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Concerns of calamity raised as locusts swarm eastern Africa

Scenes like those in the book of Exodus are unfolding in Eastern Africa, as millions of desert locusts swarm the region, in the worst infestation in 70 years.

The calamity is becoming a concern of the Catholic bishops in the region, who fear the infestation is adding a burden to the people who are struggling with the coronavirus (COVID-19) pandemic.

“The locust plague is a concern for everyone,” said Bishop Giorgio Bertin, apostolic administrator of Mogadishu and the rest of Somalia, one of the countries affected by the pests.

The region’s locust infestation emerged around the time the first cases of COVID-19 were being discovered in China, but now the global focus has gradually shifted to the pandemic. This has triggered concerns among some church officials that existing disasters such as flooding, droughts, and the locusts may not get the required attention.

With lockdowns, curfews, and quarantines, the pesticides needed to fight the locusts are not readily available or do not arrive on time, according to church officials. The measures have also limited the time for interventions as people rush to beat curfews.

Agencies warned in April that the region should brace itself for a new wave that is 400 times bigger than the first one. In January and February the insects laid eggs, which began to hatch in March following favorable weather conditions. They later came together in swarms and started eating vegetation.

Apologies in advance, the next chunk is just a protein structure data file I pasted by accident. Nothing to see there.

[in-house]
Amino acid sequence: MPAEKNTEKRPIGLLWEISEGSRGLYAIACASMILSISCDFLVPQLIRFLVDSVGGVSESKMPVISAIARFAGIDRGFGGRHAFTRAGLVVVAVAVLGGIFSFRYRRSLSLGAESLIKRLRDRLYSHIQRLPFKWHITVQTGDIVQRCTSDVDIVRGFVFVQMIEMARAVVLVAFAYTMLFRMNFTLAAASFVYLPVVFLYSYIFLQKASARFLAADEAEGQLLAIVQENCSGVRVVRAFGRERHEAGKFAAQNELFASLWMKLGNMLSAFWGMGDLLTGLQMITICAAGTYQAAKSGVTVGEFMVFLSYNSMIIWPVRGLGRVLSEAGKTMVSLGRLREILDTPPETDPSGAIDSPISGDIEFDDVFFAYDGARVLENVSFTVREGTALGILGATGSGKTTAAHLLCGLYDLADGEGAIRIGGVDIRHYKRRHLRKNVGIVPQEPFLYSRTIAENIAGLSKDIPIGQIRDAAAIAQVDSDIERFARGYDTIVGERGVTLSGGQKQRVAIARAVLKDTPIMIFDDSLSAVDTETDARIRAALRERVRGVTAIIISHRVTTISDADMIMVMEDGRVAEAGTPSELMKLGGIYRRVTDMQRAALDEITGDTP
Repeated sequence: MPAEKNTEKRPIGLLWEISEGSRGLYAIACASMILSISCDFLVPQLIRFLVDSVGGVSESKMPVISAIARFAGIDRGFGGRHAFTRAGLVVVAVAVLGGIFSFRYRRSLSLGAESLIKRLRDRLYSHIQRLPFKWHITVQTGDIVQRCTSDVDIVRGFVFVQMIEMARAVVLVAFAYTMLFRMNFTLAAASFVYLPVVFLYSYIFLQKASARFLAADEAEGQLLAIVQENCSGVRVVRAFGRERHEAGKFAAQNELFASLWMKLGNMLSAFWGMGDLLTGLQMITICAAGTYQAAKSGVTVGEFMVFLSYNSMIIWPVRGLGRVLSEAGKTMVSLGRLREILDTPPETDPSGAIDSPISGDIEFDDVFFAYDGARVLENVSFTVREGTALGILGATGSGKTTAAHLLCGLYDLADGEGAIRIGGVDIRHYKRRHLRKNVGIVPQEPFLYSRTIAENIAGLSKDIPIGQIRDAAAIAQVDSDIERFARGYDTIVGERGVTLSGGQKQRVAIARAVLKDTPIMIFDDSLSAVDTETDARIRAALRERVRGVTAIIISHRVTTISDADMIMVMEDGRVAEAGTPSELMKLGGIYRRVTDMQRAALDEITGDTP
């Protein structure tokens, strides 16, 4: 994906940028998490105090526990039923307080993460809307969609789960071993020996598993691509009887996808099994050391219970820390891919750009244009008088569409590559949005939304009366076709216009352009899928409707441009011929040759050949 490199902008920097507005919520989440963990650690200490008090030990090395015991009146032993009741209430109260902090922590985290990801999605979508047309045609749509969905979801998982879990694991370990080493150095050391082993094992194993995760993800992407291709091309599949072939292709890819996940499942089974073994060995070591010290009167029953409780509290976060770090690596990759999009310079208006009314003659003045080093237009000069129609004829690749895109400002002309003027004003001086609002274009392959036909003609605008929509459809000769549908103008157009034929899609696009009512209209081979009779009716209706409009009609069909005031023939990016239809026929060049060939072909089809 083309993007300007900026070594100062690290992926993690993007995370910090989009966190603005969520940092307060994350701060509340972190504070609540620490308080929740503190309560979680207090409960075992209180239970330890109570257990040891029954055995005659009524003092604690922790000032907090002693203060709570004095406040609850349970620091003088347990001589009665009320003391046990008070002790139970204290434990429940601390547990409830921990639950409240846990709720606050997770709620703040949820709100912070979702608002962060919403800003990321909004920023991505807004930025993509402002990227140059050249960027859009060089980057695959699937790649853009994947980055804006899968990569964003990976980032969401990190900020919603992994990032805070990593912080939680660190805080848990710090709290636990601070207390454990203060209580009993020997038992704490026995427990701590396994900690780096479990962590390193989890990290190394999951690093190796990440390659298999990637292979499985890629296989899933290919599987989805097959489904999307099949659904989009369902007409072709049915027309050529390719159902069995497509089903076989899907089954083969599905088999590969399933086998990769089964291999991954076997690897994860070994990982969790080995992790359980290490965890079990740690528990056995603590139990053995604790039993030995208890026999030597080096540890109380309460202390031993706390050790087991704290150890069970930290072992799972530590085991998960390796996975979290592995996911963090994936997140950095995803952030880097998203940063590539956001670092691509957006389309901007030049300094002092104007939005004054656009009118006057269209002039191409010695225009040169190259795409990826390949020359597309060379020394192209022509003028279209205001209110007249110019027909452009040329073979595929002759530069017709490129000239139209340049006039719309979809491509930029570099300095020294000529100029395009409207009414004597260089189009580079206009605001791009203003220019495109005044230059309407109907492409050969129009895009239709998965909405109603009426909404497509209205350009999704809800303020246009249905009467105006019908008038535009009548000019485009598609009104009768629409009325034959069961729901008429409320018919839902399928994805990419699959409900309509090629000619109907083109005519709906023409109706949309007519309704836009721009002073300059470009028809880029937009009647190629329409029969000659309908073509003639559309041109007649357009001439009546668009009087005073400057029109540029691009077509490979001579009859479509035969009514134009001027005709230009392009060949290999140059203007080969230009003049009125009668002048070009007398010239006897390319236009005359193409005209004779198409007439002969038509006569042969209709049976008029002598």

In four months they have gobbled and destroyed thousands of hectares of cropland and animal pasture, leaving thousands of farmers and herders desperate. At stake, according to experts and church agencies is the food security for thousands of people.

“The impact of the infestation on food security and livelihood of rural population in the region is of great concern to us,” said Martin Schomburg, Malteser’s international director in Kenya.

The worldwide relief agency of the Sovereign Order of Malta has responded to the massive infestation of locusts, with some of the swarms are covering areas as wide as 250 kilometers square.

“The communities we work with in Marsabit district (in Kenya) are directly affected,” said Schomburg, “and our priority is to help compensate for their losses and enable them recover from losses.”

According to FAO, the desert locust is considered the most dangerous of all migratory pests across the world. The organization says it threatens people livelihoods, food security, the environment and economic development.

An adult desert locust can consume roughly its own weight or two grams per day of green matter. A one-kilometer-square desert locust swarm contains about million insects. The swarm eats the same amount as 35,000 people per day, or 20 camels, or six elephants. The insects move with the wind and can travel as far as 150 kilometers per day.

Read more at Catholic World Report

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